Tag Archives: taravai

Rikitea – Parting is Such a Sweet Sorrow

We decided to spend a week in Rikitea which is the main anchorage of Mangareva.  Typically, we try to avoid staying in this anchorage for that length of time because it is often crowded with other cruising boats.  However, it is the main island with the only village and we needed to get a few things done like fixing our alternator plate and provisioning.  As a bonus we would have time to spend with our local friends who live in the main village.

The Rikitea anchorage was crowded with over 30 boats.  In addition, we were hit with a maramu (storm) which brought rain, high winds, rolly waves, and cold weather.  But there is always lemonade to be made with those lemons.

Rikitea Rrewards

Rikitea Rewards

We hung out with our local friends Stefan and Manu a lot.  They have baby goats that needed constant feeding and cuddling.  I signed up for that chore.  I dragged Missy and Yanel (HooDoo) along to help out.

Stefan's Baby Goats

Stefan’s Baby Goats

Polynesian Party Sugar Shack

We invited Stefan, Manu, and Popo back onboard Sugar Shack for the weekend.  We had planned on sailing to another island, but bad weather made it a weekend at anchor in Rikitea.  Dada and his two kids came for dinner and brunch the next day but did not stay the night like the others.  Our local friends brought an immense about of food and showed us how to prepare meals Polynesian style.

Tangled and Twisted

One day during our 10-day stay in Rikitea we had a particularly hard blow (gusty winds).  It whipped us around and close to a float.  We watched it and felt that we were far enough away to avoid getting tangled.  However, when we woke the next morning, we discovered the ball wrapped around the chain and the bridle.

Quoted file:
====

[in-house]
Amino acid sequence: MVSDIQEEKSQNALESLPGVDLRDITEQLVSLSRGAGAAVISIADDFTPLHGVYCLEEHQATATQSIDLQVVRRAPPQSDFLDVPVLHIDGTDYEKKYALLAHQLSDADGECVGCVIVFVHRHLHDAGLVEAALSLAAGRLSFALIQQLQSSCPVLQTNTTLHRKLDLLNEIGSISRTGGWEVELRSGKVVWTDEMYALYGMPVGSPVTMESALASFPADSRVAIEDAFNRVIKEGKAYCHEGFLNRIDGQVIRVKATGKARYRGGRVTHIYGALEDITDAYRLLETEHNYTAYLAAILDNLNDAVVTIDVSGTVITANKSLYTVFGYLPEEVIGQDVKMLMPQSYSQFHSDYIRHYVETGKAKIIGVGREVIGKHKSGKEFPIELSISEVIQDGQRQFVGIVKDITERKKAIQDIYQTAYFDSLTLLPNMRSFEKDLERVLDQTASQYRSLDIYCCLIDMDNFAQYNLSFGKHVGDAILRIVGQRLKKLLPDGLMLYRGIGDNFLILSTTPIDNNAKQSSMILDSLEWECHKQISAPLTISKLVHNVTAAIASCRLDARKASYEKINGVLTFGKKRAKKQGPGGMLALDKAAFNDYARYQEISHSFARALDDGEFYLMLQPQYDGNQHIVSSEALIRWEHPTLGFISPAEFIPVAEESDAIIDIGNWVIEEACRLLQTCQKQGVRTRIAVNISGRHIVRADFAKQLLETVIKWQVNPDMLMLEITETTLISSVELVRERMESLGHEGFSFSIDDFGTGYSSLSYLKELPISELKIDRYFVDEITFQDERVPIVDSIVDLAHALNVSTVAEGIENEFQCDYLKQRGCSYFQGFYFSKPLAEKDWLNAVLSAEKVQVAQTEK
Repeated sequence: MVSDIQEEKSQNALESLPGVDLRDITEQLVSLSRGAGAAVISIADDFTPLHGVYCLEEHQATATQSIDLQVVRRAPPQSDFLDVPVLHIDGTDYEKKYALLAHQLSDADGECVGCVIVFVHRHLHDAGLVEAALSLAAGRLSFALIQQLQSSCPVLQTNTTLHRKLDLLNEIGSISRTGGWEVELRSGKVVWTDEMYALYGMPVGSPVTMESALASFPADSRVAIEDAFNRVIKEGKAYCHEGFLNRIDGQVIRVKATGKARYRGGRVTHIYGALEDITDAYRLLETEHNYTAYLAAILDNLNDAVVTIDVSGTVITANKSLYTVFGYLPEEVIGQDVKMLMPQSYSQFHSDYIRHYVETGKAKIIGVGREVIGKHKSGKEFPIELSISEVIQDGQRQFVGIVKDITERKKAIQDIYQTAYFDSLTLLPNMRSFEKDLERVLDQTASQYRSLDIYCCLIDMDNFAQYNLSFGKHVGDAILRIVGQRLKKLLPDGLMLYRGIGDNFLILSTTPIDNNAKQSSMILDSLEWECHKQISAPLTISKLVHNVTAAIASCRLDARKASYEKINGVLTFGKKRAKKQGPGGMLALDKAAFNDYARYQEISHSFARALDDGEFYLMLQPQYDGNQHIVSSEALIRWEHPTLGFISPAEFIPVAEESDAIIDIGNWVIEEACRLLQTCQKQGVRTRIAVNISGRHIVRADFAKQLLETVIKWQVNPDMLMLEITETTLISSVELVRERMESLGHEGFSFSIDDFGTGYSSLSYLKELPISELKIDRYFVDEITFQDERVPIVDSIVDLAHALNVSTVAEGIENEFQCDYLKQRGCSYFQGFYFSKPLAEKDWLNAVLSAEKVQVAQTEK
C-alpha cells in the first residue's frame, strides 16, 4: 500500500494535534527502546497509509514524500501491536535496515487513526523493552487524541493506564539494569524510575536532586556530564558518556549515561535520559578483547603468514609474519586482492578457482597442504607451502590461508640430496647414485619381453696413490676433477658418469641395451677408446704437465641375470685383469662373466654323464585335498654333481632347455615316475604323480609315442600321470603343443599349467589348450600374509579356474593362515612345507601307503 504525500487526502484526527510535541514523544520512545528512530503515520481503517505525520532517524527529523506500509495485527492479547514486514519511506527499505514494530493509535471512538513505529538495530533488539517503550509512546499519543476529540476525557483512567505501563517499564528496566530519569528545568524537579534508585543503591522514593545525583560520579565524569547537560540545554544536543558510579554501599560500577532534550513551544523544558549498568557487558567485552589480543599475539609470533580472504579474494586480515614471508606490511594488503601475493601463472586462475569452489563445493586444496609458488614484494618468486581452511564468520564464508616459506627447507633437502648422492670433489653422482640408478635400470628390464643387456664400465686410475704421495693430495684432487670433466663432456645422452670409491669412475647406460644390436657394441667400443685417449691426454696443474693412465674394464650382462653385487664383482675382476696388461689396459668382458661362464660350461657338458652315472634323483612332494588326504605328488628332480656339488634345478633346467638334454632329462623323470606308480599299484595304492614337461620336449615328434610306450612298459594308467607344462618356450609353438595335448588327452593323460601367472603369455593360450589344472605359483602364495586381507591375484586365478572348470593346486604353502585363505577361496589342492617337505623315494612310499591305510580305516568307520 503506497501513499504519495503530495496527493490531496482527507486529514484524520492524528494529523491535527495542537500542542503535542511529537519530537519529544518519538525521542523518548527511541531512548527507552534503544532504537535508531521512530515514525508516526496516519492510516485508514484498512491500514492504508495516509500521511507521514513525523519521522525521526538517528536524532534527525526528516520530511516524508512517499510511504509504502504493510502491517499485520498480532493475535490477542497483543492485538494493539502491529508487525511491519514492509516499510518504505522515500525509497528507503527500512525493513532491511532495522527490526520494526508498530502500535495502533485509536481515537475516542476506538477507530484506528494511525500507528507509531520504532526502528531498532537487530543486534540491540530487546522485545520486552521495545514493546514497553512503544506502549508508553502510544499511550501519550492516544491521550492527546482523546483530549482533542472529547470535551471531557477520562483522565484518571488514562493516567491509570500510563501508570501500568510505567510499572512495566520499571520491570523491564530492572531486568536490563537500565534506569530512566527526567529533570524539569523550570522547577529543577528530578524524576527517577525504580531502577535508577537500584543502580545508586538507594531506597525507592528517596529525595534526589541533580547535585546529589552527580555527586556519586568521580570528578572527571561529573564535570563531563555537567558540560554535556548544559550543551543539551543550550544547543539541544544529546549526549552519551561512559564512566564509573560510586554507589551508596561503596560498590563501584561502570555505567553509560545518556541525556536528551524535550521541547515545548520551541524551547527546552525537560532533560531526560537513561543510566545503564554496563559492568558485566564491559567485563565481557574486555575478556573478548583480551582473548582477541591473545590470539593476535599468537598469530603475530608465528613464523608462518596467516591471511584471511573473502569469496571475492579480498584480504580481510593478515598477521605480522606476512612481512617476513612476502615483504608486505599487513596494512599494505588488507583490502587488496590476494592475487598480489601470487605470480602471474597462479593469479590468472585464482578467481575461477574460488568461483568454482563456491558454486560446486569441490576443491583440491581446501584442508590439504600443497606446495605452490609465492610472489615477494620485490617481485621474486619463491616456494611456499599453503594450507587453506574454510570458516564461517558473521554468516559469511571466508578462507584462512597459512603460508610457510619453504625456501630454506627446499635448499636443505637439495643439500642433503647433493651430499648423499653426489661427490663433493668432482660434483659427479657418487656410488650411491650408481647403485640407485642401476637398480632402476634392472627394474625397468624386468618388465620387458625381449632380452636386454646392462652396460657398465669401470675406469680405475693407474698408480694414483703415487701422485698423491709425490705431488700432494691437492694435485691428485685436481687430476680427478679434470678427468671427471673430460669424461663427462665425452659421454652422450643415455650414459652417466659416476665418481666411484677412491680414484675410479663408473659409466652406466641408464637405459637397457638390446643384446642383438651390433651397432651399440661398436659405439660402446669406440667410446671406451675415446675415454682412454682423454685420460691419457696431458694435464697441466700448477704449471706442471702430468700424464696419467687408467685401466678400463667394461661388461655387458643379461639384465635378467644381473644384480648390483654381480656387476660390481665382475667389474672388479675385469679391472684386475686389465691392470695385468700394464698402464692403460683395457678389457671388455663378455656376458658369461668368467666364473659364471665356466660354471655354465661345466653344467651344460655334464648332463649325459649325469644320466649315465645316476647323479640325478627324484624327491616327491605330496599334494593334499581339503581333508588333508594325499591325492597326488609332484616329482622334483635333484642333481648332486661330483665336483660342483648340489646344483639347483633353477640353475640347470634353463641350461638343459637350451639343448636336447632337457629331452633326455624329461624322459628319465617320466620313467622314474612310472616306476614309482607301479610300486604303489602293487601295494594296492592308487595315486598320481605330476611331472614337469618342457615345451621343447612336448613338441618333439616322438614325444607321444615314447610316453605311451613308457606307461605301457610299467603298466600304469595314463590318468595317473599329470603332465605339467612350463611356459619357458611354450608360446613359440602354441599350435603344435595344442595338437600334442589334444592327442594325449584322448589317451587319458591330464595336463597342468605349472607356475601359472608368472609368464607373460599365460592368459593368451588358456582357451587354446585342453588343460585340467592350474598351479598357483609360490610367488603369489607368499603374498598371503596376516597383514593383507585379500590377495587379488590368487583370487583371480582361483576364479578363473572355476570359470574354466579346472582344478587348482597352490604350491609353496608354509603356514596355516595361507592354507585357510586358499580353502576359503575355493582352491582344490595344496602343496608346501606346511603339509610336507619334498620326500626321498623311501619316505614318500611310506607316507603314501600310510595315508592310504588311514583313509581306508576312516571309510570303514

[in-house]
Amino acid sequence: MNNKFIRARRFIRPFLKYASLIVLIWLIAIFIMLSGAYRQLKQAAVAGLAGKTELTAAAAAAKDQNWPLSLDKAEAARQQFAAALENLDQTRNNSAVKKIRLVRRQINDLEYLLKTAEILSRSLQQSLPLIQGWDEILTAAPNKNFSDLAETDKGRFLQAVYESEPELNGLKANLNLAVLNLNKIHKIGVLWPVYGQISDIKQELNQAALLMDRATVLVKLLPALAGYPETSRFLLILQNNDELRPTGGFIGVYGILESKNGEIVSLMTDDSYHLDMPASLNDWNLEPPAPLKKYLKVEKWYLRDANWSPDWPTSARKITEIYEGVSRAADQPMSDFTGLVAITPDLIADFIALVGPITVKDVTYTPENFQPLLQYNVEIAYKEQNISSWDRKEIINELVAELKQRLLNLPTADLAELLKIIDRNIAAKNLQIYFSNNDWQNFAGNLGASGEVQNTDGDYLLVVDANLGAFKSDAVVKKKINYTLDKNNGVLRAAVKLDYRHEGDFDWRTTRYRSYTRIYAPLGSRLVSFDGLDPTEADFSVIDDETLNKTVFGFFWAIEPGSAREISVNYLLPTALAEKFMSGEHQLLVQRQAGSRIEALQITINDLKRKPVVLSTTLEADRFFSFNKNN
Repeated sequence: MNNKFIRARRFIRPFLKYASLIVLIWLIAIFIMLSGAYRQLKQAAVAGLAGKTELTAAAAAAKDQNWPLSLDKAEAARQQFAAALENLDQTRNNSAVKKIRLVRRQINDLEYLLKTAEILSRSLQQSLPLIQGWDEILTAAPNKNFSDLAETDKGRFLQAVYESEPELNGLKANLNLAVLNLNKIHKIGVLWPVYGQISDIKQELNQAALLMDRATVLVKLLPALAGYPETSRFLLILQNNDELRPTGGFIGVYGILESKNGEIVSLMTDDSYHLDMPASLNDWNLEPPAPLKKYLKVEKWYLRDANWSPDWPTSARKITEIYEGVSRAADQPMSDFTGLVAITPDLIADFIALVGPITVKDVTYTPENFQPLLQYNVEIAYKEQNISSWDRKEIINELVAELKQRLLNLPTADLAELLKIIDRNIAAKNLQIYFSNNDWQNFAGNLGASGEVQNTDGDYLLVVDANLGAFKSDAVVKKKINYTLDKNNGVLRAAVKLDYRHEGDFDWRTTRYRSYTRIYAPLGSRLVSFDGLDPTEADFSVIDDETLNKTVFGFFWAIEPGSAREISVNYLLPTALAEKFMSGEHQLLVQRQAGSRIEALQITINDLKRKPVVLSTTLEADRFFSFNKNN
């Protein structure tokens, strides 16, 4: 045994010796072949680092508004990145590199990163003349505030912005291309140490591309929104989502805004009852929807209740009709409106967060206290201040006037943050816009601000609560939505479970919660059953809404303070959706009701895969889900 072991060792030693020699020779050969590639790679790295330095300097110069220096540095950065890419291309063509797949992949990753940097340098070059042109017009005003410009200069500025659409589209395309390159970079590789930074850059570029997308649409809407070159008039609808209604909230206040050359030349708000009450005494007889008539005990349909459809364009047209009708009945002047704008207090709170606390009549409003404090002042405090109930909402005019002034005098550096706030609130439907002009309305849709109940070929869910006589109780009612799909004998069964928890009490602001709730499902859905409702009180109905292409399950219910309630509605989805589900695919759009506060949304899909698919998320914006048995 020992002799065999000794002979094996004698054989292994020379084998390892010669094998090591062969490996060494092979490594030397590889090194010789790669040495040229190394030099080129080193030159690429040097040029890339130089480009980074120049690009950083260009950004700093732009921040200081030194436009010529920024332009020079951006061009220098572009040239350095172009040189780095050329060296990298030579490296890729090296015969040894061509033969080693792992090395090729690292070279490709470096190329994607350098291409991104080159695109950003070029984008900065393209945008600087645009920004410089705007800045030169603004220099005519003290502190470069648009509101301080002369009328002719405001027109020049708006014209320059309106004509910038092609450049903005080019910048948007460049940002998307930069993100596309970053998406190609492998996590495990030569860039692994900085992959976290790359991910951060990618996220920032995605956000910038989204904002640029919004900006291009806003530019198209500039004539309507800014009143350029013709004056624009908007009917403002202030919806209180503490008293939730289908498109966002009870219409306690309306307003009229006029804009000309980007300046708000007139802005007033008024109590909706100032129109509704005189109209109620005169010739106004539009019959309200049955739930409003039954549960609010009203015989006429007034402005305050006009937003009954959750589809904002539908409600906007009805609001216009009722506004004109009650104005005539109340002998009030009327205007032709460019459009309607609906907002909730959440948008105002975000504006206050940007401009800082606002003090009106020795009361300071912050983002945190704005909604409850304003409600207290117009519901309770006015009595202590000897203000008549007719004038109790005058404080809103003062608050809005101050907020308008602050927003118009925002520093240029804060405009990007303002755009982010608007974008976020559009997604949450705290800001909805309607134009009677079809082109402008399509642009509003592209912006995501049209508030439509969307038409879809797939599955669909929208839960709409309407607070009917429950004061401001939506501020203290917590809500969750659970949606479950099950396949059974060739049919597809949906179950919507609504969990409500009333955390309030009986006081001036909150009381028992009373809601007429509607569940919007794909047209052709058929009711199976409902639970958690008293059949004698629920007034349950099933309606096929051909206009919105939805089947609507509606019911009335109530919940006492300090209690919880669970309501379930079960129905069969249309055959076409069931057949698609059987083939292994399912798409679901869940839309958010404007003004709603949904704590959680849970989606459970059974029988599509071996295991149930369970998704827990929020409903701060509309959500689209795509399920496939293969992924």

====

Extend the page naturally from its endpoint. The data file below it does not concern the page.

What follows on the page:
We could not do anything about it as the winds were howling and the seas were a large.  We finally get a calm day with no wind and no swell a week later.

Matt starts to pull up the chain only to realize that it is not one float, but many.  In fact, it looks like we hooked the entire pearl float farm!  These shots were taken from the bow looking down.

 

We had to tie a secondary line to raise the chain since the floats were all tangled.  Of course, I got the line all messed up and it over rode onto itself.

Matt hops back in the dinghy to try to figure out this mess.  5 balls, tons of line and everything tethered to a big cement block at the bottom of the 16-meter Riketea anchorage.

After several hours, we finally came to the realization that we could not detangle this mess without getting the hooka or dive gear out.  Our friends on Hoodoo have a dive compressor and offered up one of their dive tanks. 

Diving the Tangled Web

The good news about having to dive this mess in Rikitea is that we get to check out Matt’s dive gear which has not been in use for a awhile.  Matt got all his gear on and went down under.  It took him well over an hour to remove everything including 6 floats, a pear net, half dozen lines in various widths, and 3 pearl floats anchors.  It appears Gambiers did not want us to leave either.

And we are now free to leave Rikitea.

Cinco de Mateo: Matt’s Birthday

Valerie played several Polynesian birthday songs over the VHF radio first thing in the morning on Cinco de Mateo (5 May).  Waking up to the beautiful melodies of the islands was a perfect way to start Matt’s birthday.  Sugar Shack remained anchored in Taravai longer than anticipated just so we could celebrate with Valerie, Herve and their family again (we were here last year for Matt’s birthday too).

We invited our friends at anchor, planned a mid-day BBQ and enjoyed a great Tuesday.  We landed onshore first and were eagerly greeted by Valerie.  She had made a typical Polynesian crown and leigh for Matt.  It was not only beautiful but incredibly fragrant.  He looked a little silly but he wore it all day (bless his heart).

It was great fun celebrating with all of our friends!

Chris and Fred onboard Sea Jay (American) and Ivar and Floris onboard LuciPara 2 (Dutch)